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Tape capacity, technology continue to advance
Sponsored by SearchDataBackup.com
Though some folks mistakenly view tape as an outdated technology -- thanks in no small part to the fact that disk companies keep predicting its demise -- there's no denying its importance at the table of backup products. A recent Enterprise Strategy Group report indicates that 56% of organizations are still using tape. Perhaps not surprisingly, the larger the overall IT environment, the more likely that organization is to embrace tape as part of its data management strategy. There are two main reasons for this: The existence of more data heightens the importance of finding ways to store the data efficiently and, as an organization grows, it has a greater responsibility to store data for longer periods of time.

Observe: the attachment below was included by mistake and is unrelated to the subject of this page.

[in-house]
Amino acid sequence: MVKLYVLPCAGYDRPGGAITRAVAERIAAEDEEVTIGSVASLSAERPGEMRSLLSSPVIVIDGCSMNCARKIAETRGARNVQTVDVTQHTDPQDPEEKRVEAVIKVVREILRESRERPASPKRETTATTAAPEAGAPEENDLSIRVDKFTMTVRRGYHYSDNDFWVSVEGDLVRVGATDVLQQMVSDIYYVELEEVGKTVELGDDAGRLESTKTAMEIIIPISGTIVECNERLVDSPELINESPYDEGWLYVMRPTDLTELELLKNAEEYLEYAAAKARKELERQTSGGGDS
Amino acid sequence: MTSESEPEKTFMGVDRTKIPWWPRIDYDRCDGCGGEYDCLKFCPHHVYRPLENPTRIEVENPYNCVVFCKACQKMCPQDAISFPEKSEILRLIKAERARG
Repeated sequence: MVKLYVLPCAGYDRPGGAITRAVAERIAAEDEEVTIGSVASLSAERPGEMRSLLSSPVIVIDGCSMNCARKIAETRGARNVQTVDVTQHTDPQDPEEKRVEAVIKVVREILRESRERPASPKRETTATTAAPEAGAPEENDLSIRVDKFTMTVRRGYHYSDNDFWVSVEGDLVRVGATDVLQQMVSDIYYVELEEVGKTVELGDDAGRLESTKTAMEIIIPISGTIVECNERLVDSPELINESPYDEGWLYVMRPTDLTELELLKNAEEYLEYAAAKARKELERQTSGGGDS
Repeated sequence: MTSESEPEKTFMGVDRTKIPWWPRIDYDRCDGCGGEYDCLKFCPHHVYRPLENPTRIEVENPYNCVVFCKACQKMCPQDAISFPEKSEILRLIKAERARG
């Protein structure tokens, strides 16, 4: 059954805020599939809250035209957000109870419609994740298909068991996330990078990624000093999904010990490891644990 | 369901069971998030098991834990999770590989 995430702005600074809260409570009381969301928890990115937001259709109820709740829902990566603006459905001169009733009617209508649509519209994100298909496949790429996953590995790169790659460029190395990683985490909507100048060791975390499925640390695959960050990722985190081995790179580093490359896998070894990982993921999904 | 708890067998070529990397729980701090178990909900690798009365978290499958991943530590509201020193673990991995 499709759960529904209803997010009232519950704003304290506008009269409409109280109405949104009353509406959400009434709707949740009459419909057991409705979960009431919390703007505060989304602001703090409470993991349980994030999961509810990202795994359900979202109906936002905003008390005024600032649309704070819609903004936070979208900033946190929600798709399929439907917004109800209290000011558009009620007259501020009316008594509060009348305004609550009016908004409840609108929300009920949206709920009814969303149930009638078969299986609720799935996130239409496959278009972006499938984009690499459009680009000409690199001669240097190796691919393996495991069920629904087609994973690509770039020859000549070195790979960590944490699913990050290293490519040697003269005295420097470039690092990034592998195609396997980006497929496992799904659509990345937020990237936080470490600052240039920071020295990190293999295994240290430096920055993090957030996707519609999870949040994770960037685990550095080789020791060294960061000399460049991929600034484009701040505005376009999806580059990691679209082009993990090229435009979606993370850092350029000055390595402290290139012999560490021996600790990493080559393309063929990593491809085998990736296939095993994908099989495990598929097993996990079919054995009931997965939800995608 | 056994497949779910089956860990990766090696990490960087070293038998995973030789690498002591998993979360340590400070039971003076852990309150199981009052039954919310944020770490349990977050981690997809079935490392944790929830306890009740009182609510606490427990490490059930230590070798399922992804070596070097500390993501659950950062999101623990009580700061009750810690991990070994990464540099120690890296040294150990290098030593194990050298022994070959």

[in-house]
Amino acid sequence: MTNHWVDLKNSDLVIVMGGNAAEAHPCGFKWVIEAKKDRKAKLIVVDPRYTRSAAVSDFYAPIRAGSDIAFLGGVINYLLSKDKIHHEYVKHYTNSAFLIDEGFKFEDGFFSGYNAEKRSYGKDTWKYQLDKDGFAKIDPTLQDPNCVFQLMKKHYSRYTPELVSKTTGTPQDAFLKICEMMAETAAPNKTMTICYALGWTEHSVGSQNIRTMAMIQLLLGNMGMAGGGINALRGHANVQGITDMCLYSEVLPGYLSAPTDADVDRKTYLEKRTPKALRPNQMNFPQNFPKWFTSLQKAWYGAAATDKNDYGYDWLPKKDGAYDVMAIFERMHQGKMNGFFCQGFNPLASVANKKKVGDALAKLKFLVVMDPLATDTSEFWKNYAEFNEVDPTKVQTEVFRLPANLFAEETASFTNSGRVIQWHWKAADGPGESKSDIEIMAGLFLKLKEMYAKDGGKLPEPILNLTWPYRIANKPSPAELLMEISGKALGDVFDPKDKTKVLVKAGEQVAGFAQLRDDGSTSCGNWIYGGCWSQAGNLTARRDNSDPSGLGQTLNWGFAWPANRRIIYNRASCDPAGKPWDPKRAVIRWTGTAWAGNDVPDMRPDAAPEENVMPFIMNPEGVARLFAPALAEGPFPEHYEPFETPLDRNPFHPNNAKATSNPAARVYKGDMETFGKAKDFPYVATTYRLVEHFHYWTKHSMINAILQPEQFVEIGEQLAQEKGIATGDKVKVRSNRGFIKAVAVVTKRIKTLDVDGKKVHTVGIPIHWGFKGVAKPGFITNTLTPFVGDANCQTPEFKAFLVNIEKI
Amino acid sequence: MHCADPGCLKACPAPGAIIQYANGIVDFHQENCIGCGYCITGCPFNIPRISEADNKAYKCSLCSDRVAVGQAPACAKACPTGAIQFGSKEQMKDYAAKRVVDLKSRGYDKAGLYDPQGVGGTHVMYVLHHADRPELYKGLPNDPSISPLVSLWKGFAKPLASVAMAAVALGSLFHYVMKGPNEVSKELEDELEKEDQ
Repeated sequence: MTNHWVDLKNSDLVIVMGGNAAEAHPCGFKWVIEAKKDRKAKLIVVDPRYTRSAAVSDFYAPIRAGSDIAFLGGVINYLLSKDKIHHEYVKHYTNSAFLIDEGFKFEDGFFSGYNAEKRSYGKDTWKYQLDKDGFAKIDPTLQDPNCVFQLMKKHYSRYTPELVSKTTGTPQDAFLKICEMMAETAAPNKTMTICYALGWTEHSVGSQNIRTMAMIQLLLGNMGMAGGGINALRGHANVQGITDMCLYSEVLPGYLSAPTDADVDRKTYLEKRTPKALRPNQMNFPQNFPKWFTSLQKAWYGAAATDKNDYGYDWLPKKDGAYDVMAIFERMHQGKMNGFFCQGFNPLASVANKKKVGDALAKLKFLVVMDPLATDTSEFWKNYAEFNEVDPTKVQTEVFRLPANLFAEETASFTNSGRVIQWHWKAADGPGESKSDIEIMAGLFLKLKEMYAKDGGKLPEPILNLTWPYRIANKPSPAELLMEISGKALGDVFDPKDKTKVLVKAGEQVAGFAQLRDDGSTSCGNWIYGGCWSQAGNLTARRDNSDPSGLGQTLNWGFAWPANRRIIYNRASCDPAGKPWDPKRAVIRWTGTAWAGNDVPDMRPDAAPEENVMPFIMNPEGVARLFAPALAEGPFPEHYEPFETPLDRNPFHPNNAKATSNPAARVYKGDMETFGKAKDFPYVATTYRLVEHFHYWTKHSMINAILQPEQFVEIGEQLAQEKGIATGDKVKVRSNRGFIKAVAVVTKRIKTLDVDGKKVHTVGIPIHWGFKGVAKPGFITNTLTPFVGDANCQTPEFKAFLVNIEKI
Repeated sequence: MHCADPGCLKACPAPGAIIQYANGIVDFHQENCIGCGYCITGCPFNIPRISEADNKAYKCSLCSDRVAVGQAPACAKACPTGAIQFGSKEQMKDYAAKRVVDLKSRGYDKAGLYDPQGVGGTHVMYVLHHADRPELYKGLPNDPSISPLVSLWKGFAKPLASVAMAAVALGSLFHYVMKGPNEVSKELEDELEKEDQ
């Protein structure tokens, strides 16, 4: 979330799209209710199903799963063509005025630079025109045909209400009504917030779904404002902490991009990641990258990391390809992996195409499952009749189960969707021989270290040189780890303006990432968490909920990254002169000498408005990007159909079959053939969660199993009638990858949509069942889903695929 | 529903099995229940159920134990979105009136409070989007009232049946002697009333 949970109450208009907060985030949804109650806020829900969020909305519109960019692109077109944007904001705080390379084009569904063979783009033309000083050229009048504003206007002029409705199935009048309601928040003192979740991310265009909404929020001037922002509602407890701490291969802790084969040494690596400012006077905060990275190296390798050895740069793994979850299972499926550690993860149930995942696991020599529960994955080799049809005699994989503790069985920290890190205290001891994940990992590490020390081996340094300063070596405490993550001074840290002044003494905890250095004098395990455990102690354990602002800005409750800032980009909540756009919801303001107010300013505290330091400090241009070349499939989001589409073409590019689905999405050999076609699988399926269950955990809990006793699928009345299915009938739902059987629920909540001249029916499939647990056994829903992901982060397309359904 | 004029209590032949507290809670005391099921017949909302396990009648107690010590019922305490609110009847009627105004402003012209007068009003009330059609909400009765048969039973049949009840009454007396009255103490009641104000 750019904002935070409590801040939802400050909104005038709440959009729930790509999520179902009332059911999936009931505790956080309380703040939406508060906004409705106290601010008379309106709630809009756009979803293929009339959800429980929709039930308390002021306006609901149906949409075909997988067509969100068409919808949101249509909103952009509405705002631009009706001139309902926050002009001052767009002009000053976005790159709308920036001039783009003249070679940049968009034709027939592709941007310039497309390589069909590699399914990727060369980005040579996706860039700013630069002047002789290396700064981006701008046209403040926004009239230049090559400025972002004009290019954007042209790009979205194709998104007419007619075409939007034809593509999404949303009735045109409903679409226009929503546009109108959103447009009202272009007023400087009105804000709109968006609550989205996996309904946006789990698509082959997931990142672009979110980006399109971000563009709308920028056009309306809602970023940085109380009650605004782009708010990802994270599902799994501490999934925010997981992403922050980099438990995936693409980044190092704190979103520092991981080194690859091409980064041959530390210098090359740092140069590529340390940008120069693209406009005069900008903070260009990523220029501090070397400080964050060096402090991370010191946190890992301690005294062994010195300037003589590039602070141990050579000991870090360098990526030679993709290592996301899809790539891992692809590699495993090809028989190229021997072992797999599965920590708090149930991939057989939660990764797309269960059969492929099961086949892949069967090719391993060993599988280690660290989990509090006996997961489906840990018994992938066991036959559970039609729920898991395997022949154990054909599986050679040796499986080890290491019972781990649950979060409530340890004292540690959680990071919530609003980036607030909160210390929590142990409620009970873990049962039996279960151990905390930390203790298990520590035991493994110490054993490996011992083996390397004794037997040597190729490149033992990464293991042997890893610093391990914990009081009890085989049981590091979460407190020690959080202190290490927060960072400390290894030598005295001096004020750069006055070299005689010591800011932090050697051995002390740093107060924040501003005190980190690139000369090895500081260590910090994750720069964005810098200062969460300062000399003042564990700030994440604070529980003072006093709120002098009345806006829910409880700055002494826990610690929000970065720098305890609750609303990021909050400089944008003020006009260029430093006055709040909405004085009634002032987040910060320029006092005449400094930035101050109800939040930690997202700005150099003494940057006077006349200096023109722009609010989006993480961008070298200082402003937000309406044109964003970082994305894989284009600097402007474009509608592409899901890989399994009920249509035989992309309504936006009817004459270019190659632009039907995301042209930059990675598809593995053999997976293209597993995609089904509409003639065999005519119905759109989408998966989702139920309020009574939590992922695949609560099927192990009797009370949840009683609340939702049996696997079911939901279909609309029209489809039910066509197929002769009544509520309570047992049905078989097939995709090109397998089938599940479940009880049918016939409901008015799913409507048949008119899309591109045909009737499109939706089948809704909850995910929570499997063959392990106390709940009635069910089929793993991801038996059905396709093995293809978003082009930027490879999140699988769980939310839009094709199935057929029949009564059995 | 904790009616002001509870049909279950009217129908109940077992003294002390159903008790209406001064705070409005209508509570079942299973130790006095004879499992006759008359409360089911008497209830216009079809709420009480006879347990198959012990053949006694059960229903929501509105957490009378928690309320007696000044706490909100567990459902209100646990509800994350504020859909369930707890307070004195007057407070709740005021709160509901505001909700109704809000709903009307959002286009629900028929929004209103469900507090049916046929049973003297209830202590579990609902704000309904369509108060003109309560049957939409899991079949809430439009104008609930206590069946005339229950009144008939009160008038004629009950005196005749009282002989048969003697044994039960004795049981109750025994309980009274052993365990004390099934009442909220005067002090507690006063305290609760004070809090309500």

As a result, when looking at the Opex and Capex numbers, not to mention the ease of long-term data retention, tape moves to the forefront of the data management platform. When the LTO Consortium announced the release of LTO-7 as part of the Linear Tape File System in fall 2015, it reinforced the notion that tape technology is continuing to move forward. This three-part guide will take a closer look at what's out there and what's coming in terms of tape backup and tape libraries. It will also explain why archiving does not need to be complicated or expensive. In fact, when done correctly, it will actually save organizations money while meeting archival needs.